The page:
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Health care foes compete to frame Kennedy's legacy

Liberals and conservatives, at odds over health care, are competing to use the legacy of Sen. Edward M. Kennedy to further their goals.
/ Source: The Associated Press

Liberals and conservatives, at odds over health care, are competing to use the legacy of Sen. Edward M. Kennedy to further their goals.

The left claims the Senate's liberal champion would have settled for nothing less than universal care and a new government-run insurance option. Republican foes of those ideas say the Democrats should take a lesson from Kennedy's gift for cutting a pragmatic deal and sacrifice some of their priorities in the interest of a bargain the GOP could support.

The White House appears intent on staying out of an unseemly political debate that's unfolding even before Kennedy is laid to rest, saying that President Barack Obama has no intention of refereeing disputes over the Massachusetts Democrat's memory.

"There will be a time when it's appropriate to have discussions on different ramifications, but I don't think anybody thinks that now is it," Bill Burton, a White House spokesman, said this week.

But even Obama's secretary of health and human services got into the act on Friday, telling seniors at a wellness center in a former theater named for Kennedy's family that the driving question on health care should be: "What would Teddy do?"

It's a question that defies a clear or obvious answer, and it may hold little relevance at a time when the health overhaul — and with it a major piece of Obama's own legacy — is teetering. But Kennedy's memory has become a kind of Rorschach test in the debate, with both sides seeing what they want to see in his example.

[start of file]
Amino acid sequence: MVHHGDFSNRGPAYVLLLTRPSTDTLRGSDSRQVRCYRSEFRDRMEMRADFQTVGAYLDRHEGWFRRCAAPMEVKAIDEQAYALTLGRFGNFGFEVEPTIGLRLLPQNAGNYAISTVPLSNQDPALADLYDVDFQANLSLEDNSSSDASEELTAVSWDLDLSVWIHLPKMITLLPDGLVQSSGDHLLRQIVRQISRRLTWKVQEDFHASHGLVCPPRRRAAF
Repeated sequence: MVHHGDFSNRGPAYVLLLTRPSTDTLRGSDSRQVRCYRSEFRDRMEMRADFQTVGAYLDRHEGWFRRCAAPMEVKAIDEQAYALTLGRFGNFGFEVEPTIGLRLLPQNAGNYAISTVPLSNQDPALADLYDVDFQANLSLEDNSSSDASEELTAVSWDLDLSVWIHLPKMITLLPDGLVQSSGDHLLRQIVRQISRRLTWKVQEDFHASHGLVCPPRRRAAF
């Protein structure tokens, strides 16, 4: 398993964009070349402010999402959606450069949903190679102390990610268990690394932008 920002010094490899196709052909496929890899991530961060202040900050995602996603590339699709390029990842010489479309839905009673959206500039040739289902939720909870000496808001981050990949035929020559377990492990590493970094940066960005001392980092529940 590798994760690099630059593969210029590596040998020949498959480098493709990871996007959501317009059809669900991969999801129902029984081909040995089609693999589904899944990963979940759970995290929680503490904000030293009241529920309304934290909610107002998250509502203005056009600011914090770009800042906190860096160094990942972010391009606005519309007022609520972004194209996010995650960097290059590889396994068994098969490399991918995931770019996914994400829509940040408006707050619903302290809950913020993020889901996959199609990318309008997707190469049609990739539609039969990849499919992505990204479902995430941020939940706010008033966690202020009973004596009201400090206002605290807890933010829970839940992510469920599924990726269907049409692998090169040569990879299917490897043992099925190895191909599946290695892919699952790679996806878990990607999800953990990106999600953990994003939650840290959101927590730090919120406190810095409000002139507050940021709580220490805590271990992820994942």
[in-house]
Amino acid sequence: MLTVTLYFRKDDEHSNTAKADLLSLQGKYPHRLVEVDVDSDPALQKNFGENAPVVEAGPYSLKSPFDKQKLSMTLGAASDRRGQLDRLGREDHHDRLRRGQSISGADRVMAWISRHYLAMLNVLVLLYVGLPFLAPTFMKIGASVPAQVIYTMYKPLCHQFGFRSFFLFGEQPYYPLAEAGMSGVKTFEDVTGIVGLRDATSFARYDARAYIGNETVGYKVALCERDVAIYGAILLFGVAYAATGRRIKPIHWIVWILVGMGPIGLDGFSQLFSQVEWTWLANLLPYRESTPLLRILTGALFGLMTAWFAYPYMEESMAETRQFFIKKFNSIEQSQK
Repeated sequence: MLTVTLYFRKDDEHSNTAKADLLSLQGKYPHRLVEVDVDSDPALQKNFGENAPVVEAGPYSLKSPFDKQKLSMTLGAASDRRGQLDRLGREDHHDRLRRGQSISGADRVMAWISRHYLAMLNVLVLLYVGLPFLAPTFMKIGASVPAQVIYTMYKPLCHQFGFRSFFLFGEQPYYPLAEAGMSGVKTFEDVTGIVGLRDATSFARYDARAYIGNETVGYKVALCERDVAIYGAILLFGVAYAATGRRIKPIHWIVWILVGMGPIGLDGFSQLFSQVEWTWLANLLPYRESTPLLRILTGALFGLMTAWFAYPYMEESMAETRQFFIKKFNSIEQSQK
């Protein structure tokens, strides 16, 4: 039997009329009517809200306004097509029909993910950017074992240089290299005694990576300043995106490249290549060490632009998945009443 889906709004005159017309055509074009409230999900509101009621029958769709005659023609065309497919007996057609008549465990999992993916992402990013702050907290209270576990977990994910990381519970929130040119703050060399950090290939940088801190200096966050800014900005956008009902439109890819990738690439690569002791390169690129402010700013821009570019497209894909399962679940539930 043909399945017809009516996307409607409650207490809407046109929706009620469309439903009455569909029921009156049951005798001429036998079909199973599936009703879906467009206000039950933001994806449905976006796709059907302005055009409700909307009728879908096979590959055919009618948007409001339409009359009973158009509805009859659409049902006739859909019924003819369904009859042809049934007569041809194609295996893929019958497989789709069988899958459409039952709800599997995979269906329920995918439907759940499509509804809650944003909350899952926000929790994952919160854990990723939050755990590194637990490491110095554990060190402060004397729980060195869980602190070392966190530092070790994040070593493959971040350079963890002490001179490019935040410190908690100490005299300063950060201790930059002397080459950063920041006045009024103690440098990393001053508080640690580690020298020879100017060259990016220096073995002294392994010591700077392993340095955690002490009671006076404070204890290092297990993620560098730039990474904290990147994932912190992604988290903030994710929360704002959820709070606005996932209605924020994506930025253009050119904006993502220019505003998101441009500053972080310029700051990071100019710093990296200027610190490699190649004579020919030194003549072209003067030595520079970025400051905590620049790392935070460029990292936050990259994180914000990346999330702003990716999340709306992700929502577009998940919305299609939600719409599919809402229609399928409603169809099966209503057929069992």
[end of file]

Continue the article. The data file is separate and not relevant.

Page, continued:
"There is going to be a battle over his legacy on health care," said Roger Hickey of the liberal Campaign for America's Future. Despite Republican contentions that honoring Kennedy means compromise, he said, "No one wants to pass a half-measure in tribute to Ted Kennedy. ... There will be a stronger push to pass comprehensive health care reform because of (his) passing."

Kennedy's friend, Sen. Robert Byrd, D-W.Va., has suggested naming the health overhaul legislation after Kennedy, and a liberal political action committee, the Progressive Change Campaign Committee PAC, has launched a Web site, http://www.HonorKennedy.com, to press for passage of legislation that reads like a Democratic wish-list and is anathema to GOP lawmakers. The group has gathered 40,000 signatures on a petition to be delivered to Capitol Hill Monday that urges senators to name the measure, which passed the Senate health committee last month, "The Kennedy Bill," and pass it — "and nothing less."

Such calls have drawn loud protests from some on the right, where conservative commentators are accusing Democrats of a crass effort to use Kennedy's death to further their political fortunes.

"They're going to turn this into the biggest political rally you've ever seen. They can't help themselves," said radio host Rush Limbaugh.

Conservatives have also tried to use Kennedy's death after a long illness to score their own points in the health care debate. Former Arkansas Gov. Mike Huckabee said Thursday on his radio show that it would be absurd to enact a far-reaching health overhaul in Kennedy's name when he "gave us the most shining example of why this particular bill is so bad."